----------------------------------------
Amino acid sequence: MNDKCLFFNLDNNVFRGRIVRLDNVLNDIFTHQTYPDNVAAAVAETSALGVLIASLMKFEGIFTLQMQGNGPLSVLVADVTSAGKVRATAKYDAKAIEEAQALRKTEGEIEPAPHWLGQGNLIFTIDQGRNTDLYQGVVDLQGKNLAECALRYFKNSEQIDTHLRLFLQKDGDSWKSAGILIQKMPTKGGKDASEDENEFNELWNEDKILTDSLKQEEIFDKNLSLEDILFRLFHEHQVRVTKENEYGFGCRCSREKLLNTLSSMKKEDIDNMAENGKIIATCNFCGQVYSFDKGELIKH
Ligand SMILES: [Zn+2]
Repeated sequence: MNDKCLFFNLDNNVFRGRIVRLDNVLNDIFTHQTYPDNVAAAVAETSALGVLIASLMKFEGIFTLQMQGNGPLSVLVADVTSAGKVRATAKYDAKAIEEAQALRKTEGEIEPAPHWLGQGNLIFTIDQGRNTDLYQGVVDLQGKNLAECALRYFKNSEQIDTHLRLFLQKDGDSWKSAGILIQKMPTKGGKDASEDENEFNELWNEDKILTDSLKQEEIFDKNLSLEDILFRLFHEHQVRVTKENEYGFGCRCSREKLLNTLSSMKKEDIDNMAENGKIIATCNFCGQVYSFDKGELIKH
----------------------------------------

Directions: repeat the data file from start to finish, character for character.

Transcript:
Amino acid sequence: MNDKCLFFNLDNNVFRGRIVRLDNVLNDIFTHQTYPDNVAAAVAETSALGVLIASLMKFEGIFTLQMQGNGPLSVLVADVTSAGKVRATAKYDAKAIEEAQALRKTEGEIEPAPHWLGQGNLIFTIDQGRNTDLYQGVVDLQGKNLAECALRYFKNSEQIDTHLRLFLQKDGDSWKSAGILIQKMPTKGGKDASEDENEFNELWNEDKILTDSLKQEEIFDKNLSLEDILFRLFHEHQVRVTKENEYGFGCRCSREKLLNTLSSMKKEDIDNMAENGKIIATCNFCGQVYSFDKGELIKH
Ligand SMILES: [Zn+2]
Repeated sequence: MNDKCLFFNLDNNVFRGRIVRLDNVLNDIFTHQTYPDNVAAAVAETSALGVLIASLMKFEGIFTLQMQGNGPLSVLVADVTSAGKVRATAKYDAKAIEEAQALRKTEGEIEPAPHWLGQGNLIFTIDQGRNTDLYQGVVDLQGKNLAECALRYFKNSEQIDTHLRLFLQKDGDSWKSAGILIQKMPTKGGKDASEDENEFNELWNEDKILTDSLKQEEIFDKNLSLEDILFRLFHEHQVRVTKENEYGFGCRCSREKLLNTLSSMKKEDIDNMAENGKIIATCNFCGQVYSFDKGELIKH